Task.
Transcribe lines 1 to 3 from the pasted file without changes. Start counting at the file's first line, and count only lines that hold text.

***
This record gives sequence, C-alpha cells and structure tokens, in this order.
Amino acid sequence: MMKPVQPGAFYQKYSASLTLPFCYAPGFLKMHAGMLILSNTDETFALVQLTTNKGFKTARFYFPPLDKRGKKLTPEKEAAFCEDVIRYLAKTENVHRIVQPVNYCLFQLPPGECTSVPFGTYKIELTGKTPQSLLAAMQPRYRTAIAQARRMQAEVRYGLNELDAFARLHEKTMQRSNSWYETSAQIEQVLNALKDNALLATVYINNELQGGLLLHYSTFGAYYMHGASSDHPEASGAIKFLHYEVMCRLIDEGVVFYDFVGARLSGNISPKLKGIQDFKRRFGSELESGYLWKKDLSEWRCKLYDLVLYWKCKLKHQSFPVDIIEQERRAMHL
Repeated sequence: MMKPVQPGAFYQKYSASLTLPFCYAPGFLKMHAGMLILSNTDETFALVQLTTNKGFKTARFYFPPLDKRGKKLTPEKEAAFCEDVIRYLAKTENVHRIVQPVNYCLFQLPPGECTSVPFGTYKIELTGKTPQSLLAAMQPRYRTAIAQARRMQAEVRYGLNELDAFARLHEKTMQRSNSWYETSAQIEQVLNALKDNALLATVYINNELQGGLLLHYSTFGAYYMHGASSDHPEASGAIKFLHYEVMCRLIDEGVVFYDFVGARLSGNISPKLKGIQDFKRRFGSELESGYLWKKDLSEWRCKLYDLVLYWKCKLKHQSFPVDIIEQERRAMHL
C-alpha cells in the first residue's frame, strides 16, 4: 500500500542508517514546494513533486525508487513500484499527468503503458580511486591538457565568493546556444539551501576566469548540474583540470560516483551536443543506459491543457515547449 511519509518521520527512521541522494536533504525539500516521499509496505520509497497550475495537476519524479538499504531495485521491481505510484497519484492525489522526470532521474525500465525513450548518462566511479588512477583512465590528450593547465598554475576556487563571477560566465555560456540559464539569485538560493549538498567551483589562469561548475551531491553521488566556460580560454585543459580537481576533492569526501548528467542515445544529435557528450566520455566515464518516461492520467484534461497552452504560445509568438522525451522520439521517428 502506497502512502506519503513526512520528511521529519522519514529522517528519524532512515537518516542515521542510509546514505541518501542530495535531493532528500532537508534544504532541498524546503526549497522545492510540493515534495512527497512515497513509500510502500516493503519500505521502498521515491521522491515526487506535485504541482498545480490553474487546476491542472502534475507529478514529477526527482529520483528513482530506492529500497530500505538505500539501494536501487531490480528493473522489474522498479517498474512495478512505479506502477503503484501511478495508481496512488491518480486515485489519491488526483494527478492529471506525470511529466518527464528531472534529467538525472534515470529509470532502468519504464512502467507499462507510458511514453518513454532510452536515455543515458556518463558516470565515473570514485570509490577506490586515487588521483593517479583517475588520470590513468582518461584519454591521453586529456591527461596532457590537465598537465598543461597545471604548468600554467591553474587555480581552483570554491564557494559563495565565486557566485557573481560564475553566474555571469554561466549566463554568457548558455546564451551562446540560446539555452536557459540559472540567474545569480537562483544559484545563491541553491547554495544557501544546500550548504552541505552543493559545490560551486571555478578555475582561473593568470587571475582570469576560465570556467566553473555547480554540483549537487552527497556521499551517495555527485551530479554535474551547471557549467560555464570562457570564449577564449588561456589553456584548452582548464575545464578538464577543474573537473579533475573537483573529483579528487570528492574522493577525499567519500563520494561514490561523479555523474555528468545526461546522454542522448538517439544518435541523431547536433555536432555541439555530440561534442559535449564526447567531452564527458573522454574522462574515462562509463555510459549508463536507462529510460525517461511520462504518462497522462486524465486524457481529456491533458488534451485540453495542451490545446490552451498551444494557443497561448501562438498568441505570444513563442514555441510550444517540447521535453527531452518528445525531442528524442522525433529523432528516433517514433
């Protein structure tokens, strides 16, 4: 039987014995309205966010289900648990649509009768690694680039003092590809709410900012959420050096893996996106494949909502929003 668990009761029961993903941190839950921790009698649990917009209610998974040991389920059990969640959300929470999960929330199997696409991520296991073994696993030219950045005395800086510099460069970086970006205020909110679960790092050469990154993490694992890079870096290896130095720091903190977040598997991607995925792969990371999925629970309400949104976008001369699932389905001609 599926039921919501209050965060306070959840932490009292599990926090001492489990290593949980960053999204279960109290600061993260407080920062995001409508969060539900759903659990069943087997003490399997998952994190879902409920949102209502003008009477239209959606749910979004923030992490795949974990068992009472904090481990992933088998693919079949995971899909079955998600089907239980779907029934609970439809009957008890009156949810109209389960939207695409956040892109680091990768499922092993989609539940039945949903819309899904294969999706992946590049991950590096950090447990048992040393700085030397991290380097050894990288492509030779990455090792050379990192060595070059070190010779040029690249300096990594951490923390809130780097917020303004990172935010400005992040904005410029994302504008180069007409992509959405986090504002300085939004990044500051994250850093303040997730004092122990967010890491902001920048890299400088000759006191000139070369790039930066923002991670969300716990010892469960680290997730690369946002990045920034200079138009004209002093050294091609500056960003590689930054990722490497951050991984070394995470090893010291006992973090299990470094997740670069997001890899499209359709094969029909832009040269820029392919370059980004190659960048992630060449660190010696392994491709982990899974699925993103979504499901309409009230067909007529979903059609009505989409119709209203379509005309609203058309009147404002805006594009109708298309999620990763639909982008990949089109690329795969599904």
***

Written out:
This record gives sequence, C-alpha cells and structure tokens, in this order.
Amino acid sequence: MMKPVQPGAFYQKYSASLTLPFCYAPGFLKMHAGMLILSNTDETFALVQLTTNKGFKTARFYFPPLDKRGKKLTPEKEAAFCEDVIRYLAKTENVHRIVQPVNYCLFQLPPGECTSVPFGTYKIELTGKTPQSLLAAMQPRYRTAIAQARRMQAEVRYGLNELDAFARLHEKTMQRSNSWYETSAQIEQVLNALKDNALLATVYINNELQGGLLLHYSTFGAYYMHGASSDHPEASGAIKFLHYEVMCRLIDEGVVFYDFVGARLSGNISPKLKGIQDFKRRFGSELESGYLWKKDLSEWRCKLYDLVLYWKCKLKHQSFPVDIIEQERRAMHL
Repeated sequence: MMKPVQPGAFYQKYSASLTLPFCYAPGFLKMHAGMLILSNTDETFALVQLTTNKGFKTARFYFPPLDKRGKKLTPEKEAAFCEDVIRYLAKTENVHRIVQPVNYCLFQLPPGECTSVPFGTYKIELTGKTPQSLLAAMQPRYRTAIAQARRMQAEVRYGLNELDAFARLHEKTMQRSNSWYETSAQIEQVLNALKDNALLATVYINNELQGGLLLHYSTFGAYYMHGASSDHPEASGAIKFLHYEVMCRLIDEGVVFYDFVGARLSGNISPKLKGIQDFKRRFGSELESGYLWKKDLSEWRCKLYDLVLYWKCKLKHQSFPVDIIEQERRAMHL